The best training approach often involves small, short pieces of content delivered in a variety of ways. Consider what method of delivery best suits what you need to communicate. Think of a short YouTube-style tutorial for how to use a machine, a digital safety checklist related to a job task, or a diagram illustrating a process.

Another factor driving the demand for quality might be generational. In a recent survey of blue-collar workers, only 7% of respondents were baby boomers and 30% were millennials. More and more blue-collar workers today grew up with the Internet (or gained access at an early age). They’re used to consuming high-quality media and finding information quickly when they need it.

How trends in safety training affect content

Next, let’s look at the recent evolution of the content and courseware experience and where it might be going next.

Courses

Probably the two most common methods for delivering training are instructor-led sessions and eLearning. Instructor-led training might occur in a classroom with an instructor talking to employees and showing PowerPoint slides. Or it might happen over Zoom or other conferencing software.

eLearning allows organizations to package training in an easily reproducible way and deploy it to large groups of workers. An eLearning module might be anywhere from fifteen minutes to an hour long. The trend in recent years is toward shorter modules, as the volume of training is growing and workers have less time to devote to each module.

These two models of training have been mainstays for years, and they aren’t going away. But they are evolving, and new training methods are emerging.

Resources

Another important aspect of training includes resources that employees might find useful. These take a variety of forms, such as:

  • Job aids
  • Checklists
  • Diagrams
  • Instruction manuals
  • Podcasts
  • Blogs or other articles
  • Reporting systems

These could be PDFs housed on a SharePoint site or another internal site—or they could even be posts on a public website. Content curation is an important part of learning, as bringing together useful information that doesn’t live inside a traditional eLearning course can enhance learners’ knowledge.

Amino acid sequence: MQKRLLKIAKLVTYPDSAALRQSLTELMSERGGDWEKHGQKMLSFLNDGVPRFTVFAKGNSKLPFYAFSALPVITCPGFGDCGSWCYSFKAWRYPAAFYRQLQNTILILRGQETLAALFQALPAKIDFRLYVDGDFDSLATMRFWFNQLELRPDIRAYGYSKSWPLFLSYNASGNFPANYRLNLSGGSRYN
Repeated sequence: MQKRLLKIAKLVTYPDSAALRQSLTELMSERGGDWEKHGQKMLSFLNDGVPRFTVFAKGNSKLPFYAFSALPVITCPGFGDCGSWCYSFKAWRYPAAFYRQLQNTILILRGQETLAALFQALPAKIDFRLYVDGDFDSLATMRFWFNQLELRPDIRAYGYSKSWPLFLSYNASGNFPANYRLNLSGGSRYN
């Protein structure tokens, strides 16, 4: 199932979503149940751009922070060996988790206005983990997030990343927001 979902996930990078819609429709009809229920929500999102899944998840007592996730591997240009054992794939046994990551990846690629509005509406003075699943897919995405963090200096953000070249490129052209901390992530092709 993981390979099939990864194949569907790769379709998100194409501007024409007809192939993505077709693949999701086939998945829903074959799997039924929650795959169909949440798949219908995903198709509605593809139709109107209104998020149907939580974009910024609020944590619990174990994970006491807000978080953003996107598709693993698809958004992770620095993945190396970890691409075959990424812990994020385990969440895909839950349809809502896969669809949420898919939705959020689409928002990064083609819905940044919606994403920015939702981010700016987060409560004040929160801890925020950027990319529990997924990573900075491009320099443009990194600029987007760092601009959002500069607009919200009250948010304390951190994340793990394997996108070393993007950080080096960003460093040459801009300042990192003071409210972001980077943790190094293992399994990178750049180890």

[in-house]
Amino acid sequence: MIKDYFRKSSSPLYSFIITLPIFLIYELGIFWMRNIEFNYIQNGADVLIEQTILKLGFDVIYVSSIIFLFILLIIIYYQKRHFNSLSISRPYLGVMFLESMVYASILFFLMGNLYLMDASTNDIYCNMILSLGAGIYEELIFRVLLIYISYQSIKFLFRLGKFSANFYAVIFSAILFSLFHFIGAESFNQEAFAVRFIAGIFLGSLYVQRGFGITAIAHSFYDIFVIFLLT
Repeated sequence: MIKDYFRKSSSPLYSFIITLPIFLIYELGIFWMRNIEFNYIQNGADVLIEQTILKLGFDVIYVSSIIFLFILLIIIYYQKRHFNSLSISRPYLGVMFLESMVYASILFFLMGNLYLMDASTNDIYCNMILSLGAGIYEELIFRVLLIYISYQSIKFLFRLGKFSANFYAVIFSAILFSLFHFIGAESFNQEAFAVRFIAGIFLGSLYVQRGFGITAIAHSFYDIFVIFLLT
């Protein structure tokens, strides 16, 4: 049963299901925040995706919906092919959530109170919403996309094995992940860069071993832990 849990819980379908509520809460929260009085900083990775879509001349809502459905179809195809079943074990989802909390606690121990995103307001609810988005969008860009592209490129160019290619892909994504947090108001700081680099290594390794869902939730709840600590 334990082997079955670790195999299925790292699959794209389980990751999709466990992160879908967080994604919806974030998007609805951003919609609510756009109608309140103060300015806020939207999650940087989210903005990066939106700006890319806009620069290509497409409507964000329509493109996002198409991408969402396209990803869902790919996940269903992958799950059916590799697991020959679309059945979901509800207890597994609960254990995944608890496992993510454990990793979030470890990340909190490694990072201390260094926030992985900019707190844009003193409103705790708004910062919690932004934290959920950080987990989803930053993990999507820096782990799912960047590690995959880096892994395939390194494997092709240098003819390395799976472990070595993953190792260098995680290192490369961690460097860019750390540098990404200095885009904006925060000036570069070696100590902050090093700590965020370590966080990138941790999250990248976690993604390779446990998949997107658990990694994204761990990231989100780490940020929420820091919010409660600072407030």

One of the biggest safety industry trends is microlearning

Microlearning

One of the biggest safety industry trends is microlearning. Microlearning isn’t just a short eLearning course. Think of microlearning as any small piece of content that employees access when they need it most. It could be an eLearning module, but it could also be a video, article, or other learning element. A microlearning object is very short—ideally, under three minutes—and it covers just one topic or learning objective.

Microlearning objects can be used on their own or as reinforcement of key points delivered in eLearning courses or in-person sessions. For example, microlearning supports retention by up to 80%, so releasing a microlearning module a few days after a training session can help ensure workers get (and remember) the message.

Learners also prefer microlearning. They can access the learning objects when they need them and can return to them later if they need a refresher. There’s no need to sit through a 40-minute course.

From learning management to learning enablement

Employees need safety training delivered in a variety of ways. This means that organizations need technology that is up to the challenge. In the past, an organization generally delivered eLearning courses through a learning management system (LMS). The LMS model is great at doing a couple of targeted things—allowing learners to take training courses and keeping track of who completes each course. But as trends in safety training lean toward continuous learning over one-off compliance modules, modern learning platforms must evolve.

Technology must enable content

The traditional LMS requires workers to sit at a computer, log in, and take a course. But today’s workforce requires a more integrated approach. Consider PintPoint Workforce, a mobile-first platform that helps organizations manage risks, training, and other safety-related tasks in a single app.

PinPoint engages workers in the learning process by delivering training and other tools that are essential for doing their work on a day-to-day basis. The technology doesn’t just house eLearning courses. It delivers resources, allows employees to report safety incidents, alerts workers of relevant safety data based on their location, and even allows users to create content themselves.